B. "Wrestling with the final call: When it comes to end-of-life decisions, taking an ethical path isn't always easy," by Jay Tolson (_US News and World Report, Apr. 4, 2005).

C. "A will alone is not a way" (_US News and World Report, Apr. 4, 2005).

17. _ECONOMIST_ ARTICLE: "America's Social Security reform: Labour lashes out" (_Economist_, Mar. 31, 2005).

18. AARP PRIME TIME RADIO: The following AARP _Prime Time Radio_ shows, for Mar. 15- Mar.29, 2005, are now available (RealPlayer plug-in or helper application required, audio transcripts run between 24 and 30 minutes).

Mar. 15, 2005: The Father of Social Security:

Mar. 22, 2005: Taking Care of Your Elderly Parents When They Didn't Take Care of You:


III. Working Papers:

19. PRINCETON OFFICE OF POPULATION RESEARCH: "Results from the Social Environment and Biomarkers of Aging Study (SEBAS) 2000," by Dana A. Glei, Maxine Weinstein, Noreen Goldman, Ming-Cheng Chang, Yi-Li Chuang, Yu-Hsuan Lin, and Harvey S. Lin (WP 2005-01, 2005, .pdf format, 66p.).


A. "Changes in Consumption and Activities in Retirement," by Michael Hurd and Susann Rohwedder (WP 2005-096, March 2005, .pdf format, 30p.).


Prior research has found that consumption drops at retirement, and it has interpreted the drop as resulting from a failure to save adequately due to a lack of forward-looking behavior. Our research will compare the change in consumption at retirement in panel data with anticipated changes, and will examine whether the substitution of home production for market purchases can explain any drop in consumption. Besides providing evidence about the retirement-consumption puzzle and any associated change in self-assessed well-being at retirement, these findings will suggest whether policy can successfully encourage more planning for retirement and more pre-retirement saving.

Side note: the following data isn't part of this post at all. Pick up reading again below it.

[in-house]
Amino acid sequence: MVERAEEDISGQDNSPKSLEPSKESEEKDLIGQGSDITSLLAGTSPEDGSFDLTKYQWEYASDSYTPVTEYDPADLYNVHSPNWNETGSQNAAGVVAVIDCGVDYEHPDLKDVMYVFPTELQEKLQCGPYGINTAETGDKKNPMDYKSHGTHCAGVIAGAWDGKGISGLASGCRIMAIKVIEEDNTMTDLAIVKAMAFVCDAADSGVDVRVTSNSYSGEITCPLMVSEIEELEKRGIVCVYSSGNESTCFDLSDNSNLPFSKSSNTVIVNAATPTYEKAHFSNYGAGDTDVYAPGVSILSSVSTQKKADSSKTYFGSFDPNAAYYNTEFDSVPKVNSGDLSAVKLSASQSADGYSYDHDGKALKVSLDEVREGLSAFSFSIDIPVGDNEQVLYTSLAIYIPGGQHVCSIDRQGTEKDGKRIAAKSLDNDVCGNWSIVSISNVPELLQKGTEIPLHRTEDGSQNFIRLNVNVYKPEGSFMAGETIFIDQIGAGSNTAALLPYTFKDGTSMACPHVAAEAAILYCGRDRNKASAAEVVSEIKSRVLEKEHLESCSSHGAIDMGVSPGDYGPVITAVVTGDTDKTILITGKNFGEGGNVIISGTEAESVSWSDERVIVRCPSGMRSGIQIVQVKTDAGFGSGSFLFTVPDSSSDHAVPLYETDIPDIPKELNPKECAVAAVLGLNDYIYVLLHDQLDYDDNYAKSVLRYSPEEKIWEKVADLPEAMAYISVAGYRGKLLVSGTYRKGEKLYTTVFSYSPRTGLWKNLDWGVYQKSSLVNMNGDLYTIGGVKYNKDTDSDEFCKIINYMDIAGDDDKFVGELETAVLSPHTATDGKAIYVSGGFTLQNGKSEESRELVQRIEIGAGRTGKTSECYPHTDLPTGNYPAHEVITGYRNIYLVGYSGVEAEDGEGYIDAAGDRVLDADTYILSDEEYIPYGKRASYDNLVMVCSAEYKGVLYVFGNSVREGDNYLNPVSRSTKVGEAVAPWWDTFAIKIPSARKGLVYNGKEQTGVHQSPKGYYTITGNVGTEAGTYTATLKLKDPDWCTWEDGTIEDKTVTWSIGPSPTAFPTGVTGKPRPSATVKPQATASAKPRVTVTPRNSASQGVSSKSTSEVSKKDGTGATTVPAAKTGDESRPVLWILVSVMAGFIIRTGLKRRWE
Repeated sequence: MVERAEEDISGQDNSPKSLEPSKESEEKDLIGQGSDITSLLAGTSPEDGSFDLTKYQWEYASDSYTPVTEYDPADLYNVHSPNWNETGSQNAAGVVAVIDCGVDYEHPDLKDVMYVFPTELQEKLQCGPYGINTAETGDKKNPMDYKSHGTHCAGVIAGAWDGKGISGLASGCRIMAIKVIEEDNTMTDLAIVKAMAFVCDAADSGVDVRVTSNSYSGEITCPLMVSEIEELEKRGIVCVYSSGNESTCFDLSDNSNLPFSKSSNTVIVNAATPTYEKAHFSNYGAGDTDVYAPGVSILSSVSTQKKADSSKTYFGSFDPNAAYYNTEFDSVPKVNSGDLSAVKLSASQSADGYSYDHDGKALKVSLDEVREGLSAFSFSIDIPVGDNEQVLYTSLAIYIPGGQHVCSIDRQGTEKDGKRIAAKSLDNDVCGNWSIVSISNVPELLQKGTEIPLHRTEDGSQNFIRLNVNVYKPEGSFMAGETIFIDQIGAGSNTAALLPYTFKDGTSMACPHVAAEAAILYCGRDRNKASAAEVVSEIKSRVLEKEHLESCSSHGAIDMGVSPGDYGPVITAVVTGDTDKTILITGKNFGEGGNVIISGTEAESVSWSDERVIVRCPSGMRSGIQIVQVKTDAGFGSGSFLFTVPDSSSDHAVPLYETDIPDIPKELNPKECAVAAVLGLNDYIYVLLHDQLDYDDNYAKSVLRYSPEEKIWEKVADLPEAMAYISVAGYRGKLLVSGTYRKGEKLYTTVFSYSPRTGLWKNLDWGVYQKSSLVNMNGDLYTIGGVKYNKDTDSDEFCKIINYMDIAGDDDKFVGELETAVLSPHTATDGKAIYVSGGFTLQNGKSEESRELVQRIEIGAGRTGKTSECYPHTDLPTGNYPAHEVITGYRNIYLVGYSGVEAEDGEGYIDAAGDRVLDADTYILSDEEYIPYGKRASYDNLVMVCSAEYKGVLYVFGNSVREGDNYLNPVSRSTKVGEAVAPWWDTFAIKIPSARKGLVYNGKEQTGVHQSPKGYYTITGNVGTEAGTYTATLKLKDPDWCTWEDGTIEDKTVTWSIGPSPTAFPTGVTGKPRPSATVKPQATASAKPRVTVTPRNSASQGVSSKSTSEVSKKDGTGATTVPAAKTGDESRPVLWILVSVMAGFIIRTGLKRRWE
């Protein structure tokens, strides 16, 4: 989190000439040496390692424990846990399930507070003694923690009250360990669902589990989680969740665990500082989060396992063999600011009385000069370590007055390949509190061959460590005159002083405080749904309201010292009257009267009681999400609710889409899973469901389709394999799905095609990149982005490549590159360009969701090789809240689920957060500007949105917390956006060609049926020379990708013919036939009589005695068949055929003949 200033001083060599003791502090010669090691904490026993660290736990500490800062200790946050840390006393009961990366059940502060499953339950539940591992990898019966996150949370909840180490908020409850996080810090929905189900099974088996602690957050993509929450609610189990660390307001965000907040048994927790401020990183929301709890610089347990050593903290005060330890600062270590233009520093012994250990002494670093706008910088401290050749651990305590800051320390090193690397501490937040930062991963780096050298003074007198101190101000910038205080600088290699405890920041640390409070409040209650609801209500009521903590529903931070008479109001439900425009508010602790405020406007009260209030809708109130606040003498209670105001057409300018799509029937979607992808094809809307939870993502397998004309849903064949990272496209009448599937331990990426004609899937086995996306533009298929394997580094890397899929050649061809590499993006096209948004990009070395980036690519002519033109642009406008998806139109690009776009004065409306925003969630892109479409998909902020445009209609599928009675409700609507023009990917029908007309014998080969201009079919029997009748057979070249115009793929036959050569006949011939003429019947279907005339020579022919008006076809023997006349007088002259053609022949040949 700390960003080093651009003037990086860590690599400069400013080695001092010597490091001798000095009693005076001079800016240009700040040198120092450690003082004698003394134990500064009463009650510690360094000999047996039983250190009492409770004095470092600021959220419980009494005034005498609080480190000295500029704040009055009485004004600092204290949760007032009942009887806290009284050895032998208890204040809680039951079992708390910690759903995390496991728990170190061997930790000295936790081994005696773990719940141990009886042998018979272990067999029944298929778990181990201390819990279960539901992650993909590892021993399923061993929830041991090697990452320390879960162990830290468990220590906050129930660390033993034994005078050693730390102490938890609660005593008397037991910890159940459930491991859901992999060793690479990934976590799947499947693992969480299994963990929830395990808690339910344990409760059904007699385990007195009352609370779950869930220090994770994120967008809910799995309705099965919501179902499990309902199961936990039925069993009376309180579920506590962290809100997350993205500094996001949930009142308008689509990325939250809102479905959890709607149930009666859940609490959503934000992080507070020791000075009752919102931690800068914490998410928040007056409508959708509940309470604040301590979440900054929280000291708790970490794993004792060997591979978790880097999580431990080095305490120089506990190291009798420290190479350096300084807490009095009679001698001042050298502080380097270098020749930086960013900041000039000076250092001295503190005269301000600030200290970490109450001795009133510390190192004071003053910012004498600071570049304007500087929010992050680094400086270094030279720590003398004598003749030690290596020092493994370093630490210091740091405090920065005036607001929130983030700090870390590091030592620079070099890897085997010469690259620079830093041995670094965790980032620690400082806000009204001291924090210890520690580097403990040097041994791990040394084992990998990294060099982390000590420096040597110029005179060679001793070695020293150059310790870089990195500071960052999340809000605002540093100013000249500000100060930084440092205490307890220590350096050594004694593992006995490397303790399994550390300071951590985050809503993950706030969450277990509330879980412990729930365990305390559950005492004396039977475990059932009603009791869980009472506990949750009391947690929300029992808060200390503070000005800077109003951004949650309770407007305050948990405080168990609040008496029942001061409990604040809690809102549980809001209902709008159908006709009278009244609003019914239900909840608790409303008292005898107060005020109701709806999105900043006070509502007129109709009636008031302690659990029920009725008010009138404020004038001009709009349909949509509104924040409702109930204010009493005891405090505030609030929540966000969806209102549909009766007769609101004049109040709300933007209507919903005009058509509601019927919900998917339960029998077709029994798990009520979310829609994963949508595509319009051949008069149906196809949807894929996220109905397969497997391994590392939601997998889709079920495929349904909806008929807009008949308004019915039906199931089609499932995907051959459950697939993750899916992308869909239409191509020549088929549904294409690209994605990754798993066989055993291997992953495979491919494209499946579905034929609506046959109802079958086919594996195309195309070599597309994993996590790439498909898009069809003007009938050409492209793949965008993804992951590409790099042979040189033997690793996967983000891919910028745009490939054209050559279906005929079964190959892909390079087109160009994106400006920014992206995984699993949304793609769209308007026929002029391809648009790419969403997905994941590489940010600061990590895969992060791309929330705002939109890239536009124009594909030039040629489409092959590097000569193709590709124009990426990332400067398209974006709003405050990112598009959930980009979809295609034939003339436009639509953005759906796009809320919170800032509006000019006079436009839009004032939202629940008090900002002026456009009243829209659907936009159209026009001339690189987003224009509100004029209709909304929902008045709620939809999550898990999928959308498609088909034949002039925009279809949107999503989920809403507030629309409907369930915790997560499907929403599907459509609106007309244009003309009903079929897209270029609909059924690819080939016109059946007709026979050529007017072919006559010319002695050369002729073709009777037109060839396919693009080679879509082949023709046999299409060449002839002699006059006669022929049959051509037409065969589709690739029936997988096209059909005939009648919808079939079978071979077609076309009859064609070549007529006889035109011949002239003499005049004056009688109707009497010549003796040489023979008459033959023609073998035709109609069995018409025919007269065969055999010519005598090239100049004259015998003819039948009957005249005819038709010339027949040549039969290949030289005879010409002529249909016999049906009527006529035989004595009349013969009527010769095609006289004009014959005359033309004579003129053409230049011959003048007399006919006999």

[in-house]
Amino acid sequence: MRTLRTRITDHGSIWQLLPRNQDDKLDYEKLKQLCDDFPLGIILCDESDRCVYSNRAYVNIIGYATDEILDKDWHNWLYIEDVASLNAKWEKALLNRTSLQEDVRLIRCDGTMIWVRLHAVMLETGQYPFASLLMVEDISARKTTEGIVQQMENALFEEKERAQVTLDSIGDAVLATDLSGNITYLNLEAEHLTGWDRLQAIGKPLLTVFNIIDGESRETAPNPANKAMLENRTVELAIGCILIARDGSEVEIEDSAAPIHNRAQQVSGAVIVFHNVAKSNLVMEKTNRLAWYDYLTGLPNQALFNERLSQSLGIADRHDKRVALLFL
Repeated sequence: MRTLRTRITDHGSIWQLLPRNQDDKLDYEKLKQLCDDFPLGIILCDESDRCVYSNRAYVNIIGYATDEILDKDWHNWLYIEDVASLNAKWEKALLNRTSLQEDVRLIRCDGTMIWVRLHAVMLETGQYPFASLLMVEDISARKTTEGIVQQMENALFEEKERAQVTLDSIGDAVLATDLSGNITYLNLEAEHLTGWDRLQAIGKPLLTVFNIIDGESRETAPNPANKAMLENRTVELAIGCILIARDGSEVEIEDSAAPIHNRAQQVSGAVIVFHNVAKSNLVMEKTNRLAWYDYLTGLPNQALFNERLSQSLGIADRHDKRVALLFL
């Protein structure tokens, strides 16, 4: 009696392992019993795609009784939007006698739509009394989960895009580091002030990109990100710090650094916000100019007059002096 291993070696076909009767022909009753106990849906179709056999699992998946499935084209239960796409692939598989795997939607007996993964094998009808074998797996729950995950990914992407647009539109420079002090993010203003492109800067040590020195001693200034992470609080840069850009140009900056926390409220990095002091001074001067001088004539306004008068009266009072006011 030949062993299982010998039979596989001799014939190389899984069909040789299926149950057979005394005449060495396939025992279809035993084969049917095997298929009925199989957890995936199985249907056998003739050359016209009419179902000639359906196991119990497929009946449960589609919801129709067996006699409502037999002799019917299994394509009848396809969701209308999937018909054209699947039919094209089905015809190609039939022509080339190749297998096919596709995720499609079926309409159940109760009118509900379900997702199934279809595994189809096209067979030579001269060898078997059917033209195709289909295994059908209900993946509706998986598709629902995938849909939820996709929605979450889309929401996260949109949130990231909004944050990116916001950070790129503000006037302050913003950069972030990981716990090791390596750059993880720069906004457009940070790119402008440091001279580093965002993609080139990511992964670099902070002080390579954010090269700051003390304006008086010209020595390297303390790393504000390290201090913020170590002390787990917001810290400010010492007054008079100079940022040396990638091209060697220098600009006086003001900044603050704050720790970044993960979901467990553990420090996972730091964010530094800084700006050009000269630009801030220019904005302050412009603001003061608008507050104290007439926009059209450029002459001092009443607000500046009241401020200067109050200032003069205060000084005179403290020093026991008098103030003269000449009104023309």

B. "Valuing Lost Home Production in Dual-Earner Couples," by John Laitner, Christopher House, and Dmitriy Stolyarov (WP 2005-097, March 2005, .pdf format, 33p.).


We propose to use the life-cycle model of saving behavior to investigate whether changes in married women's labor market participation rates lead to mismeasurement of the national saving ratio. We propose to test our specification with microdata and to investigate resulting implications for Social Security reform.

C. "The Impact of the 1972 Social Security Benefit Increase in Household Consumption," by Mel Stephens (WP 2005-095, February 2005, .pdf format, 36p.).


The 1972 Social Security benefit increase provides an opportunity to examine the consumption response to a large, permanent income increase. While prior research examined the labor supply response, the impact on consumption has generally been ignored. Using the 1972-73 Consumer Expenditure Survey, this project will examine whether consumption responded to the announcement and/or to the implementation of the benefit increase, and it will investigate the impact of the benefit increase on the composition of consumption.

D. "Saving Shortfalls and Delayed Retirement," by Olivia S. Mitchell and John W. R. Phillips (WP 2005-094, February 2005, .pdf format, 31p.).